Scalp and Ear Psoriasis


scalp psoriasis

Psoriasis that affects the scalp is also called seborrheic psoriasis. Most often, psoriasis appears on the scalp which is a really the common name of 'dandruff'. Patches of psoriasis scales can appear anywhere beyond the scalp itself such as down on the neck, into the ear area and onto the forehead. Psoriasis of the scalp will not cause any harm to the hair follicle. There is no correlation with alopecia (hair loss), but the scales may become hard and thick, which may led to hair thining However, this is not permanent and will grow back again after the psoriasis clears.

This form of psoriasis can be extremely uncomfortable. It is often very itchy, and the psoriatic patches that are inflamed and sore can start to bleed if they are scratched or picked. The condition is not caused by poor hygiene or hair care. Scalp psoriasis can be demoralizing, as the look of dead skin cells on clothing can be embarrassing, and it is not always easy to brush them off inconspicuously. Itchiness is another big problem, not only because of the social implication but also because it inflames the condition and makes it worse. Forehead along the hair line is a common site as is the temples, nape of the neck, around the ears, as well as the hair parting. 

Massaging a little warm baby/olive/coconut/jojoba oil gently into the scalp, preferably before going to bed, allow 30 minutes of time to soak (bind up the head in an old towel) will help. Wash hair and scalp with shampoo as you normally would. Only shampoo three times a week, more than this and the natural oils may be washed out. Always treat the head as gently as possible, do not comb or brush harshly. Perms and colorants can be used as long as the skin is not broken. Shampoo the hair and scalp with a tar-based shampoo that can be purchased over-the-counter or by prescription. Shampoos, scalp steroid lotions, vitamin D analogues and some tar preparations such as tar pomade may be used on the scalp.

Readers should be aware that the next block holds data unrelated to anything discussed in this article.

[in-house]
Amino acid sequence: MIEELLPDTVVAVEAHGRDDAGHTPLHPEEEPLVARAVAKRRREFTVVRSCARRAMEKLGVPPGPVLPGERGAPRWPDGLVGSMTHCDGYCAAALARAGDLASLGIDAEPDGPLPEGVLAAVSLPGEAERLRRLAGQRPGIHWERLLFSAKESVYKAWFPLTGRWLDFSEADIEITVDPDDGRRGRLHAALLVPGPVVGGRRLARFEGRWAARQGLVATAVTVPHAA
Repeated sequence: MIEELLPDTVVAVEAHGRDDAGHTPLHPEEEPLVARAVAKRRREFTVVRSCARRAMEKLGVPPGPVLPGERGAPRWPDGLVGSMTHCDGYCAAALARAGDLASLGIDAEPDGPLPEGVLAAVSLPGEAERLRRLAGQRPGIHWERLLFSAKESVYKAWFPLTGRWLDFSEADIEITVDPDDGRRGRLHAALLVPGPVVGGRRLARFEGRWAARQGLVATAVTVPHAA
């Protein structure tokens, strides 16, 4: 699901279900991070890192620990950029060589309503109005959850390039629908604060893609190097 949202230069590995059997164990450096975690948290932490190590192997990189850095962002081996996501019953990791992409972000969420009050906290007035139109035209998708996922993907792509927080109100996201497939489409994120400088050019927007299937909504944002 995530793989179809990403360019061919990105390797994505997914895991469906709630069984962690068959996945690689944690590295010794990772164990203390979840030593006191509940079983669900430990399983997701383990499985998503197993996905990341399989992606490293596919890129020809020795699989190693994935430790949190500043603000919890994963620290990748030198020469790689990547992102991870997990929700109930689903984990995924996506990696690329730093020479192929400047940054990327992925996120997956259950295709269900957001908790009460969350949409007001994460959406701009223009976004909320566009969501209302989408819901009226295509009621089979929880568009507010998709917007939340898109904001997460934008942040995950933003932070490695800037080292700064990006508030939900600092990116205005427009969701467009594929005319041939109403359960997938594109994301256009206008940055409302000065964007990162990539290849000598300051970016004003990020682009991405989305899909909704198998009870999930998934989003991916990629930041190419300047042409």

Ear Psoriasis

Psoriasis is commonly found in the ears and behind the ears also. In this case it can appear as dry scales in the ear canal. The image shows some dryness of the skin in the ear, with some scaling, which is characteristic of psoriasis. Psoriasis of the ears occurs in approximately 18 percent of all patients at some time.

Psoriasis of the ear canal can be frustrating with the build up of psoriasis scales and ear wax which may result in a reduction of hearing.

The eardrum is easily damaged. It is best to avoid picking and scratching the affected areas of the ear. Careful cleansing of the ear area can be done using over-the-counter ear-cleaning kits that involve squirting small amounts of fluid into the ear and letting it drain. Plain warm water, followed by a thin layer of Jojoba oil applied with a cotton swab, is also effective for some people.

The use of an excellent product for the external ear or internal ear psoriasis would be Psoriasis-Ltd III (link below). The best way of application is after bathing, leave the ear wet and glide the Psoriasis-ltd III disk over the affected area of the external ear. And for the internal ear canal, you may apply the ingredients of Psoriasis-Ltd III to a Q-Tip by rubbing the Q-Tip across the Psoriasis-Ltd III disk. Then gently and carefully twirl the Q-Tip down the ear canal to transfer the ingredients to the affected area. Use extreme care not to touch the eardrum. You will find Psoriasis-Ltd III here for ear psoriasis